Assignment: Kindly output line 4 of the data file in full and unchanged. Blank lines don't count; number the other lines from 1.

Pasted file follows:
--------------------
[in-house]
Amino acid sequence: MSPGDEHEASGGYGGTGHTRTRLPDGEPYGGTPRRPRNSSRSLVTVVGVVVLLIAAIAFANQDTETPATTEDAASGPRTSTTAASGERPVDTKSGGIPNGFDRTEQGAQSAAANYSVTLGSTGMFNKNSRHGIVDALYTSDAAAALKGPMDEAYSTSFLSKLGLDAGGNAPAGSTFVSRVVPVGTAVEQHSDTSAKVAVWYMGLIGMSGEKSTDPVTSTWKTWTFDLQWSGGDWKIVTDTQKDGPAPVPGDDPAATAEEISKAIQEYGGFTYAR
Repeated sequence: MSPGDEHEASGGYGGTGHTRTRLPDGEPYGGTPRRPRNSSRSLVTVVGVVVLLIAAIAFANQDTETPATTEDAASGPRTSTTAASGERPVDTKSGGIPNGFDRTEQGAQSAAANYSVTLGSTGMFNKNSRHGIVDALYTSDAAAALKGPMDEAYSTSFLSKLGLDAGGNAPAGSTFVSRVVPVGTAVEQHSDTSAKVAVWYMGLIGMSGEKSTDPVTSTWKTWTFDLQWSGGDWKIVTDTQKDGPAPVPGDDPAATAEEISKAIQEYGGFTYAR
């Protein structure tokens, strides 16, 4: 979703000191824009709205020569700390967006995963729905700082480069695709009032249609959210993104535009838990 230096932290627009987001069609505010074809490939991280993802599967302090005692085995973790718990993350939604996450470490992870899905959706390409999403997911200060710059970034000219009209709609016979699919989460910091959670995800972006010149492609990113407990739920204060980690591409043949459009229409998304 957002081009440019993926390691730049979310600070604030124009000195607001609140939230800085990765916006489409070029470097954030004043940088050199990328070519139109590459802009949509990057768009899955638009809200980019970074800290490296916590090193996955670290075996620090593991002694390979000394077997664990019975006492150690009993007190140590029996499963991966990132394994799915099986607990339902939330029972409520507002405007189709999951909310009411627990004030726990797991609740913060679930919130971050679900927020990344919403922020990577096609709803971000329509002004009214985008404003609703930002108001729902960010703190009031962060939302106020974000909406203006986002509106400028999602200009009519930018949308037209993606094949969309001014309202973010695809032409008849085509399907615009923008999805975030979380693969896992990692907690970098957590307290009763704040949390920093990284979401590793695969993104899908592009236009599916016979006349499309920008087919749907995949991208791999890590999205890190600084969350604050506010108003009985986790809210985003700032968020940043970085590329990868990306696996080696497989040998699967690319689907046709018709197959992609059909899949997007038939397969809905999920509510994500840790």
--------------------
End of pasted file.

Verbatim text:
């Protein structure tokens, strides 16, 4: 979703000191824009709205020569700390967006995963729905700082480069695709009032249609959210993104535009838990 230096932290627009987001069609505010074809490939991280993802599967302090005692085995973790718990993350939604996450470490992870899905959706390409999403997911200060710059970034000219009209709609016979699919989460910091959670995800972006010149492609990113407990739920204060980690591409043949459009229409998304 957002081009440019993926390691730049979310600070604030124009000195607001609140939230800085990765916006489409070029470097954030004043940088050199990328070519139109590459802009949509990057768009899955638009809200980019970074800290490296916590090193996955670290075996620090593991002694390979000394077997664990019975006492150690009993007190140590029996499963991966990132394994799915099986607990339902939330029972409520507002405007189709999951909310009411627990004030726990797991609740913060679930919130971050679900927020990344919403922020990577096609709803971000329509002004009214985008404003609703930002108001729902960010703190009031962060939302106020974000909406203006986002509106400028999602200009009519930018949308037209993606094949969309001014309202973010695809032409008849085509399907615009923008999805975030979380693969896992990692907690970098957590307290009763704040949390920093990284979401590793695969993104899908592009236009599916016979006349499309920008087919749907995949991208791999890590999205890190600084969350604050506010108003009985986790809210985003700032968020940043970085590329990868990306696996080696497989040998699967690319689907046709018709197959992609059909899949997007038939397969809905999920509510994500840790």